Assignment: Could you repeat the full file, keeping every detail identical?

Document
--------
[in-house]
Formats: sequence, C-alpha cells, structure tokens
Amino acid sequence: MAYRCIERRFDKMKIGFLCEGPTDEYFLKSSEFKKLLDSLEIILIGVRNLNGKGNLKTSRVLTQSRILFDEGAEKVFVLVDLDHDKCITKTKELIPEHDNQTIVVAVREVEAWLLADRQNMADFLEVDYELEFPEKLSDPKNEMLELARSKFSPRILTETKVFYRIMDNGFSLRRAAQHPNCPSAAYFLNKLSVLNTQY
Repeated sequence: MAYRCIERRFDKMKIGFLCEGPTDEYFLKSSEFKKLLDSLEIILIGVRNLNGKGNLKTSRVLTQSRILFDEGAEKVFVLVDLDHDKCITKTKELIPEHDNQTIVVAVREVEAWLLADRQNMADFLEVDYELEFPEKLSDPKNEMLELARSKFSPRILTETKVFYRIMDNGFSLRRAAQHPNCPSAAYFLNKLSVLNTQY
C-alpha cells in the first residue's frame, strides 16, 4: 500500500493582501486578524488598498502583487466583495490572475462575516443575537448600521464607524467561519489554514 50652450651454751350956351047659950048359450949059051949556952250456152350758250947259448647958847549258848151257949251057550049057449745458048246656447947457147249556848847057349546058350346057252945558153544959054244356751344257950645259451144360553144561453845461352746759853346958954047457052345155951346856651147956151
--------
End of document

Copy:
[in-house]
Formats: sequence, C-alpha cells, structure tokens
Amino acid sequence: MAYRCIERRFDKMKIGFLCEGPTDEYFLKSSEFKKLLDSLEIILIGVRNLNGKGNLKTSRVLTQSRILFDEGAEKVFVLVDLDHDKCITKTKELIPEHDNQTIVVAVREVEAWLLADRQNMADFLEVDYELEFPEKLSDPKNEMLELARSKFSPRILTETKVFYRIMDNGFSLRRAAQHPNCPSAAYFLNKLSVLNTQY
Repeated sequence: MAYRCIERRFDKMKIGFLCEGPTDEYFLKSSEFKKLLDSLEIILIGVRNLNGKGNLKTSRVLTQSRILFDEGAEKVFVLVDLDHDKCITKTKELIPEHDNQTIVVAVREVEAWLLADRQNMADFLEVDYELEFPEKLSDPKNEMLELARSKFSPRILTETKVFYRIMDNGFSLRRAAQHPNCPSAAYFLNKLSVLNTQY
C-alpha cells in the first residue's frame, strides 16, 4: 500500500493582501486578524488598498502583487466583495490572475462575516443575537448600521464607524467561519489554514 50652450651454751350956351047659950048359450949059051949556952250456152350758250947259448647958847549258848151257949251057550049057449745458048246656447947457147249556848847057349546058350346057252945558153544959054244356751344257950645259451144360553144561453845461352746759853346958954047457052345155951346856651147956151